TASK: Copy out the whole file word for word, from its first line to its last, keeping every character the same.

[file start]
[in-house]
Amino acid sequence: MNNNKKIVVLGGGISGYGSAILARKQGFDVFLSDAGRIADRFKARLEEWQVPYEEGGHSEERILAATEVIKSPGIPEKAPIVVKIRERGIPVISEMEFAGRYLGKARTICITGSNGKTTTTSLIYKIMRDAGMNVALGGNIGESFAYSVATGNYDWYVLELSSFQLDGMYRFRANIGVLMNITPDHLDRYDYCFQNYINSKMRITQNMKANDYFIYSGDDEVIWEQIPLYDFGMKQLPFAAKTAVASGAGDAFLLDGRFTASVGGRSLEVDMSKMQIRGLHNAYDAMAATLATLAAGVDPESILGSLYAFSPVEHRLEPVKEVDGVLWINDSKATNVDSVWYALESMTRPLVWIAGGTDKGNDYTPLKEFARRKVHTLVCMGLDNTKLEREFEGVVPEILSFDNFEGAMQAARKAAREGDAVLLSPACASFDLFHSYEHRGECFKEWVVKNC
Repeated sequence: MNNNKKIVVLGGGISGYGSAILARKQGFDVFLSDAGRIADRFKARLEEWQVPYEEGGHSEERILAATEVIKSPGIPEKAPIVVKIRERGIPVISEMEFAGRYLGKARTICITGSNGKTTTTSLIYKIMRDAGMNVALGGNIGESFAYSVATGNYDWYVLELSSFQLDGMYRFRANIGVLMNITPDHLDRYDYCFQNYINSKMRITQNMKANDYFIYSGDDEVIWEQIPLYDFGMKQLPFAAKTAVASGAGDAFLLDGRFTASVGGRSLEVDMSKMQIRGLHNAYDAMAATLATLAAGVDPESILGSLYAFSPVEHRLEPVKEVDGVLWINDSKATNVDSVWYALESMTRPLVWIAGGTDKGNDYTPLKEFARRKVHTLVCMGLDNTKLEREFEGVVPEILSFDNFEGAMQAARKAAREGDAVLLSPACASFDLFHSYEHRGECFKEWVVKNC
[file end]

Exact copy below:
[in-house]
Amino acid sequence: MNNNKKIVVLGGGISGYGSAILARKQGFDVFLSDAGRIADRFKARLEEWQVPYEEGGHSEERILAATEVIKSPGIPEKAPIVVKIRERGIPVISEMEFAGRYLGKARTICITGSNGKTTTTSLIYKIMRDAGMNVALGGNIGESFAYSVATGNYDWYVLELSSFQLDGMYRFRANIGVLMNITPDHLDRYDYCFQNYINSKMRITQNMKANDYFIYSGDDEVIWEQIPLYDFGMKQLPFAAKTAVASGAGDAFLLDGRFTASVGGRSLEVDMSKMQIRGLHNAYDAMAATLATLAAGVDPESILGSLYAFSPVEHRLEPVKEVDGVLWINDSKATNVDSVWYALESMTRPLVWIAGGTDKGNDYTPLKEFARRKVHTLVCMGLDNTKLEREFEGVVPEILSFDNFEGAMQAARKAAREGDAVLLSPACASFDLFHSYEHRGECFKEWVVKNC
Repeated sequence: MNNNKKIVVLGGGISGYGSAILARKQGFDVFLSDAGRIADRFKARLEEWQVPYEEGGHSEERILAATEVIKSPGIPEKAPIVVKIRERGIPVISEMEFAGRYLGKARTICITGSNGKTTTTSLIYKIMRDAGMNVALGGNIGESFAYSVATGNYDWYVLELSSFQLDGMYRFRANIGVLMNITPDHLDRYDYCFQNYINSKMRITQNMKANDYFIYSGDDEVIWEQIPLYDFGMKQLPFAAKTAVASGAGDAFLLDGRFTASVGGRSLEVDMSKMQIRGLHNAYDAMAATLATLAAGVDPESILGSLYAFSPVEHRLEPVKEVDGVLWINDSKATNVDSVWYALESMTRPLVWIAGGTDKGNDYTPLKEFARRKVHTLVCMGLDNTKLEREFEGVVPEILSFDNFEGAMQAARKAAREGDAVLLSPACASFDLFHSYEHRGECFKEWVVKNC